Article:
Sony: Hollywood’s Most Subversive Studio Under Attack
Sony Pictures Entertainment has put out some of the most countercultural, anti-authoritarian movies of the past century. So why do people think they’re ceding to North Korea?
Over the past week, Sony Pictures Entertainment has received more body blows than Muhammad Ali during the Rumble in the Jungle. They’ve been branded “cowards” by the bastion of journalistic integrity that is the New York Post; “made a mistake,” according to the Commander-in-Chief; and “have sent ISIS a commanding invitation,” in the words of Hollywood freedom fighter Sean Penn. Hell, one of the Dixie Chicks even offered to Uber her balls over to the company.
This tsunami of invective is, of course, in response to Sony’s decision to cancel the theatrical release of The Interview following a crippling cyberattack by a hacking group dubbed Guardians of Peace with a vendetta against the film, 9/11-invoking threats aimed at theaters exhibiting the Kim Jong Un assassination comedy, and every major theatrical chain backing out of hosting the movie.
“We are deeply saddened at this brazen effort to suppress the distribution of a movie, and in the process do damage to our company, our employees, and the American public,” Sony said in a statement aborting the release. “We stand by our filmmakers and their right to free expression and are extremely disappointed by this outcome.”
FBI officials and President Obama remain thoroughly convinced that the hacking of Sony, which led to the proliferation of sensitive company documents—from employee Social Security numbers to private email correspondences—online, was the work of the North Korean government; a claim that North Korea, Anonymous, and numerous cybersecurity experts have disputed.
But if you believe the government line that North Korea are the ones behind one of the most devastating corporate cyberattacks in history, isn’t it a little strange to place the brunt of the blame on its victim? It’s easy to kick a corporation like Sony when it’s down, yet the studio was given no choice but to cancel the theatrical release of The Interview after every major theater chain wimped out of showing it. And while a coalition of 250 art house theaters have petitioned Sony to allow them to exhibit The Interview, you’re basically asking a company that was just fleeced out of about $200 million to screen a $78 million film (between its $41 million budget and $37 million in print and advertising) on a few hundred screens that are a fraction of the size of a Regal movie theater instead of its usual 3,000-plus theaters.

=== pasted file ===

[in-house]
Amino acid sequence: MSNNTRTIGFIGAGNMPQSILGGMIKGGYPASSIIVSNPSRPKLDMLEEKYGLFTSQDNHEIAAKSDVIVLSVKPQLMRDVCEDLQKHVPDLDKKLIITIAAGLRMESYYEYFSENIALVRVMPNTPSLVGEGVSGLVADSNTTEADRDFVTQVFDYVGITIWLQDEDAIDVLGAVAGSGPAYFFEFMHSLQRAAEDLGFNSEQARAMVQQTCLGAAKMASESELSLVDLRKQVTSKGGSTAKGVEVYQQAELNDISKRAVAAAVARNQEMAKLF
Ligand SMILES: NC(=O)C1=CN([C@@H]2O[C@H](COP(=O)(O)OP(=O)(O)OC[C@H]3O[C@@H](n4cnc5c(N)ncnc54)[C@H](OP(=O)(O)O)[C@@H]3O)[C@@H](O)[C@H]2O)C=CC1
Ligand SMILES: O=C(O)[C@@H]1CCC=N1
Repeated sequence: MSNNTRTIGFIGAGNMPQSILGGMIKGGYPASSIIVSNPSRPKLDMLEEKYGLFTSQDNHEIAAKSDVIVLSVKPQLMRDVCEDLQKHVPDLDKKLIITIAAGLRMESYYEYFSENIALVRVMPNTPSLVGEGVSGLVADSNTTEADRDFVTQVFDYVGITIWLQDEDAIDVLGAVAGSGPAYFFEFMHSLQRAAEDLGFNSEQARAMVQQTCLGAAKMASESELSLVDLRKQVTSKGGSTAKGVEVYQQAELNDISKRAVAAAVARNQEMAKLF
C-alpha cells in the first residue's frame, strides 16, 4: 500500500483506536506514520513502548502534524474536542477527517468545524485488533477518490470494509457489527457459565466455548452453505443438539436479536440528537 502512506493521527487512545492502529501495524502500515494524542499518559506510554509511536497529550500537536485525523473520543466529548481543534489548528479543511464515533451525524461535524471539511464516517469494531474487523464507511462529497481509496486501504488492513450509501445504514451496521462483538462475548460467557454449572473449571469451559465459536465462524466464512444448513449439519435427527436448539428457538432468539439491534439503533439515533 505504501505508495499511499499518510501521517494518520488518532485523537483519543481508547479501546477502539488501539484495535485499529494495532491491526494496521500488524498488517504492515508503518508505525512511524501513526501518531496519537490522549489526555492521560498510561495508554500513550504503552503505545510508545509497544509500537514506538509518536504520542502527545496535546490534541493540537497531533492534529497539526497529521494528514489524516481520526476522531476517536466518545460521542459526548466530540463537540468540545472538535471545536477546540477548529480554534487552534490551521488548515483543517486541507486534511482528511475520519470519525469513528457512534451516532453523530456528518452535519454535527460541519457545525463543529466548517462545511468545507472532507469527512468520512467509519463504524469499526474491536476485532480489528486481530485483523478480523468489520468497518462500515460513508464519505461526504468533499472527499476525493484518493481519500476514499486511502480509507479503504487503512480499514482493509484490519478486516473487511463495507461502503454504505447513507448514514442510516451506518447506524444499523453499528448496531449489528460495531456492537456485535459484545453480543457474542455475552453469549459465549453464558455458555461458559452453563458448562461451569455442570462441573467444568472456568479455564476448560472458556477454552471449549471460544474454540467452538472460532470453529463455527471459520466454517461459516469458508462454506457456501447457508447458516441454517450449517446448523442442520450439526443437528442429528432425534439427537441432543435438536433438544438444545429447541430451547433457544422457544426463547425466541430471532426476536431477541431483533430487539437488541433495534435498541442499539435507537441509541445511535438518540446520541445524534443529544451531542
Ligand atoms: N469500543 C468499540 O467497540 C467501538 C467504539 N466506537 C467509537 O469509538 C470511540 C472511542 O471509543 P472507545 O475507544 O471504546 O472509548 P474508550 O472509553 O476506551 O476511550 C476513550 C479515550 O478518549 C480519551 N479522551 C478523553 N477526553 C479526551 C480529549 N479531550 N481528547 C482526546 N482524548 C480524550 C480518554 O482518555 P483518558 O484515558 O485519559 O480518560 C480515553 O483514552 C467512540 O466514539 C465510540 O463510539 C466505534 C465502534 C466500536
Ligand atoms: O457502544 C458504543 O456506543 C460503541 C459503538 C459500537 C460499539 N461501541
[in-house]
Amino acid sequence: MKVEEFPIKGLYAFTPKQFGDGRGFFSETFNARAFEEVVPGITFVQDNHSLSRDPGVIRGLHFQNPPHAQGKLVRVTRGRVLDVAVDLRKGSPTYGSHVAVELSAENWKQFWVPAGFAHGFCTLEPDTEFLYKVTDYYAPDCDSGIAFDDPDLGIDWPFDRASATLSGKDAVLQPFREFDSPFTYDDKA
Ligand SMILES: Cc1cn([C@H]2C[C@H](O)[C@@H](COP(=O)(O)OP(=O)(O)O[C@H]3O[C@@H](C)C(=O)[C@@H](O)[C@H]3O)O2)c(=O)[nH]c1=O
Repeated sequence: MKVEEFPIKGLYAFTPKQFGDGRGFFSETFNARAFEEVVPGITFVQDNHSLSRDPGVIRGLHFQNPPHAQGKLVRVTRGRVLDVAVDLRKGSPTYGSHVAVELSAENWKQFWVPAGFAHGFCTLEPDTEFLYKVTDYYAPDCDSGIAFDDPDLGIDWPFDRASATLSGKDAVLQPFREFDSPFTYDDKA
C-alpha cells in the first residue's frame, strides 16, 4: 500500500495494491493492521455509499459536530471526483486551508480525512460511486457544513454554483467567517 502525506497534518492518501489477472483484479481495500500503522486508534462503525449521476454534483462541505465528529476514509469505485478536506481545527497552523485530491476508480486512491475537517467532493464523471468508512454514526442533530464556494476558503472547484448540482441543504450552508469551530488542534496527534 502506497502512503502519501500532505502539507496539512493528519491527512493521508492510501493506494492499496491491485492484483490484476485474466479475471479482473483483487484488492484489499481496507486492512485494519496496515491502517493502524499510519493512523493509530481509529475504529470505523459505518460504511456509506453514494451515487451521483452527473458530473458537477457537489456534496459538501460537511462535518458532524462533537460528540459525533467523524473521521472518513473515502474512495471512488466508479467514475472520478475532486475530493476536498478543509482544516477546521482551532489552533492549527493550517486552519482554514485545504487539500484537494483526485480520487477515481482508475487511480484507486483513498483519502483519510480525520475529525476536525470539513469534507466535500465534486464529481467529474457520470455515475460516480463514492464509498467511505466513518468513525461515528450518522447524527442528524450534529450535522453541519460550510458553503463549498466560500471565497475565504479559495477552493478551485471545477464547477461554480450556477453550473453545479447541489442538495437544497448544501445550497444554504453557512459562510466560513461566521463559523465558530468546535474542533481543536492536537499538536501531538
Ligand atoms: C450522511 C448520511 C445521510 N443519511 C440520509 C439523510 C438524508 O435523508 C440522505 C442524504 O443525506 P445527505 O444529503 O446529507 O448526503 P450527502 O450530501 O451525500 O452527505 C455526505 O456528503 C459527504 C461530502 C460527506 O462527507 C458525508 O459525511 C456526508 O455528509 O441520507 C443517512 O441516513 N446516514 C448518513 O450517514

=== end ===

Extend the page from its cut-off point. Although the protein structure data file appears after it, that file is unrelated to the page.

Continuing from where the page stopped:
Other critics like Mitt Romney, whose former company Bain Capital is heavily invested in Sony, along with a host of other Republicans, have proclaimed that the studio should release The Interview online for free and accept donations. Setting aside the fact that these comments are pure, politically-motivated jingoism—since no one despises Hollywood more than the GOP—again, you’re asking a studio that just suffered an unprecedented cyberattack to risk further financial losses by experimenting with an unprecedented release strategy for a major Hollywood film.
Sony’s failure in the wake of the hacking has been primarily a public relations one. Once the theater chains backed out, the studio idiotically scrubbed all promotional materials for The Interview (social media accounts, trailers, etc.) from the Internet and released a pansy press release saying, “We respect and understand our partners' decision and, of course, completely share their paramount interest in the safety of employees and theater-goers,” and announcing that there were “no further plans” to release the movie. Instead, the studio’s statement should have read something like this: “We have no goddamn screens to show the movie now since all the theaters backed out, so we’ve been left with no choice to cancel the release. This is all very unprecedented, and we are hard at work exploring other options to get this movie to its audience”—a position that was finally put forward by Sony CEO Michael Lynton after President Obama further embarrassed the company in front of the entire country.
In addition to the lame press releases, Sony presumably tapped two of their pals, Aaron Sorkin and George Clooney, to defend the company. But Sorkin’s New York Times op-ed was nothing more than crass, uninformed finger-wagging at the media for covering some of the more salacious bits of the Sony emails, while Clooney’s interview with Deadline was pure High Noon, digging its claws into Hollywood for turning its back on the studio. The message, that Sony is not primarily to blame for canceling the release of The Interview, became muddled—which explains why the studio hired crisis management expert Judy Smith, the real-life inspiration for the Olivia Pope character on ABC’s Scandal, to survey the damage.